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The Student Voice

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Fighting for A Place On The Shelf

A pile of books on the floor because they are getting banned.
A pile of books on the floor because they are getting banned.

In an age where knowledge is easily accessible, the threat of censorship looms large, raising concerns regarding the importance of diversity of thought and intellectual freedom. One example of censorship is the banning of books because some individuals find their ideas, concepts, or material unacceptable. People like private individuals, government officials, or organizations, are responsible for book banning. 

When books are banned that material is removed from public access. This implies that those books might be taken off library shelves and curriculums in classrooms. Limiting and removing the access of books in certain places in the country can cause severe problems in our society.

English teacher, John Gurbisz shares his insight on the lack of appreciation for books that are banned, but that are still accessible in other areas. 

“I wish that students got a lot more involved and realize that they have it good by us teaching some books that are banned in other states,” said Gurbisz.

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Gurbisz himself has the great privilege to be able to teach many banned books throughout his curriculums to freshman students. Even though these books that he teaches are banned or challenged all around the world he still teaches them because of the value he finds that they bring to the audience.

“I teach books like ‘Lord of the Flies’, ‘The Lottery’, and ‘The Yellow Wallpaper’, all of which have faced bans, particularly due to violence,” said Gurbisz. “It might sound absurd, but even certain Shakespearean plays are not allowed to be taught in some states.”

Books have long served as windows into other worlds, encouraging and developing our young minds’ empathy, critical thinking, and cultural appreciation, but as more books are being pulled from classroom curriculum and school libraries, this cherished tradition is under jeopardy.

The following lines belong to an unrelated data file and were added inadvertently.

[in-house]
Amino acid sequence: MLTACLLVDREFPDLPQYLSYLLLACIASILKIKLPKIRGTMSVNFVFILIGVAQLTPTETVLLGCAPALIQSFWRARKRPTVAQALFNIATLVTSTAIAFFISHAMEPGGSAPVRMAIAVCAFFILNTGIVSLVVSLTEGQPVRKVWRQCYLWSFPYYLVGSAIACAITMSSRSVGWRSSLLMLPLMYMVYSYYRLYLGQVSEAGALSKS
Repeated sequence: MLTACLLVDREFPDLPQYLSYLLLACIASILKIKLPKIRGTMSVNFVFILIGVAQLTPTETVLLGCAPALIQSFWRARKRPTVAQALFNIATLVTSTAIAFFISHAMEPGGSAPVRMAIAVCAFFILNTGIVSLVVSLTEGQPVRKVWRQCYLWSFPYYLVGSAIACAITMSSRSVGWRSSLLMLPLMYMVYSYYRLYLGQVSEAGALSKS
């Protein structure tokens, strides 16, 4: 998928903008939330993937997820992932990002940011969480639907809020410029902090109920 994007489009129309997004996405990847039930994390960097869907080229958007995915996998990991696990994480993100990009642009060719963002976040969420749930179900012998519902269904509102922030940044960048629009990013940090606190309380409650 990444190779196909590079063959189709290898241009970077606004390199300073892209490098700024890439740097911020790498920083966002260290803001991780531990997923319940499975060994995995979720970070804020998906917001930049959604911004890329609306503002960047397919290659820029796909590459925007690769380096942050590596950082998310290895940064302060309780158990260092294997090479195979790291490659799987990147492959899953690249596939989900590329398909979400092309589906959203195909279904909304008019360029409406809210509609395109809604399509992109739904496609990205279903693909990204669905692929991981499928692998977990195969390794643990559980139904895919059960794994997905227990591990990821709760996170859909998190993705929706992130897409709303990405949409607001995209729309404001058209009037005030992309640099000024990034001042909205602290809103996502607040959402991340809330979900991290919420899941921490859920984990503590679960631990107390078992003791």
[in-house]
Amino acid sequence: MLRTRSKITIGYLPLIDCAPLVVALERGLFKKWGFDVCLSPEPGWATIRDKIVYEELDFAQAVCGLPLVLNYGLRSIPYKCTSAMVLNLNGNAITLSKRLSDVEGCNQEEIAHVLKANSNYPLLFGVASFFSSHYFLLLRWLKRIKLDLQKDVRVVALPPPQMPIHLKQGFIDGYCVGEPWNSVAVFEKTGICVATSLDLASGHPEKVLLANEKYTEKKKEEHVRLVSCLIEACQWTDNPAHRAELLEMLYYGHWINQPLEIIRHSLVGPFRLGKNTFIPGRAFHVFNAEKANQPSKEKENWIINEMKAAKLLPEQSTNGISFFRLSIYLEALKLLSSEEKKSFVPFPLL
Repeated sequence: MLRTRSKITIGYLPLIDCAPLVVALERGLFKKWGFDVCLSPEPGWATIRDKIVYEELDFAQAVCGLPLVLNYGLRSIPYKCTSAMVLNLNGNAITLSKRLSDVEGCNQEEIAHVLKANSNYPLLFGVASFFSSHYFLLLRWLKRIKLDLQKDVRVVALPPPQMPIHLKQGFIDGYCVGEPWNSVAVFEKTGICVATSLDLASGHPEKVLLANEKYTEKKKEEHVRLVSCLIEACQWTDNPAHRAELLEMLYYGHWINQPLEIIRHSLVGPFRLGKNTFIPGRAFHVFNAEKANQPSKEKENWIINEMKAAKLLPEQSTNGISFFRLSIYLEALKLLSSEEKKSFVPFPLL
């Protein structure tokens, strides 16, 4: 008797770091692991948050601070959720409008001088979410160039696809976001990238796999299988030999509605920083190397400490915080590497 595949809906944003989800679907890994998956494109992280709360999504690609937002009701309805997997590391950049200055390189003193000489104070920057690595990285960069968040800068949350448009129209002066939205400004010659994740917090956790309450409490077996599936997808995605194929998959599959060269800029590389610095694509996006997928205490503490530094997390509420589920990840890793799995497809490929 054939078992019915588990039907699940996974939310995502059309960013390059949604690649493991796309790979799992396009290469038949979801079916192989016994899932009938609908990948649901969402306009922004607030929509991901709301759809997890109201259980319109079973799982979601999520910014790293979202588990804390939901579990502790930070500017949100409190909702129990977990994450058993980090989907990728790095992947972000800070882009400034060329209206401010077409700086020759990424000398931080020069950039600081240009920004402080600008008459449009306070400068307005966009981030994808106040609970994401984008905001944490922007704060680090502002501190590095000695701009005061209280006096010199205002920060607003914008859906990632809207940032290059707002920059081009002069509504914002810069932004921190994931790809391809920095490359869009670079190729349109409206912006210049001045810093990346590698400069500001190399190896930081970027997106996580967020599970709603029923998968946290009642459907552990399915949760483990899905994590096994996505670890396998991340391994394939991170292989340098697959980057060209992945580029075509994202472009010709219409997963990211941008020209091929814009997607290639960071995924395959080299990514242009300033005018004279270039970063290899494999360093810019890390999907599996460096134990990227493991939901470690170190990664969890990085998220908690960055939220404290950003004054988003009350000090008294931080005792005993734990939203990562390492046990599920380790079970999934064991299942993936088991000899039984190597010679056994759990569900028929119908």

Currently, according to PEN America, “Florida has one of the highest rates of book removals and restrictions in the country.” They are also partnering with authors, parents, and students, undergoing a lawsuit against Escambia County, Florida, over the frequent bans of books and challenges that are “based on ideological objections to their contents or disagreement with their messages or themes.”

As censorship continues to threaten the diversity of thought and expression in education, it is important for individuals to advocate for the preservation of banned books. After all, reading broadly and exploring many viewpoints is not only a privilege but also a human right that is necessary to encourage personal growth and understanding in both the present and the future generations.

By expunging bans on literature and keeping literature accessible, we can guarantee that coming generations will be able to explore various views, question their own views and perspectives, and promote a more inclusive community. We must protect the core principles of freedom of speech and enable young minds to critically interact with their surroundings by speaking out against censorship.

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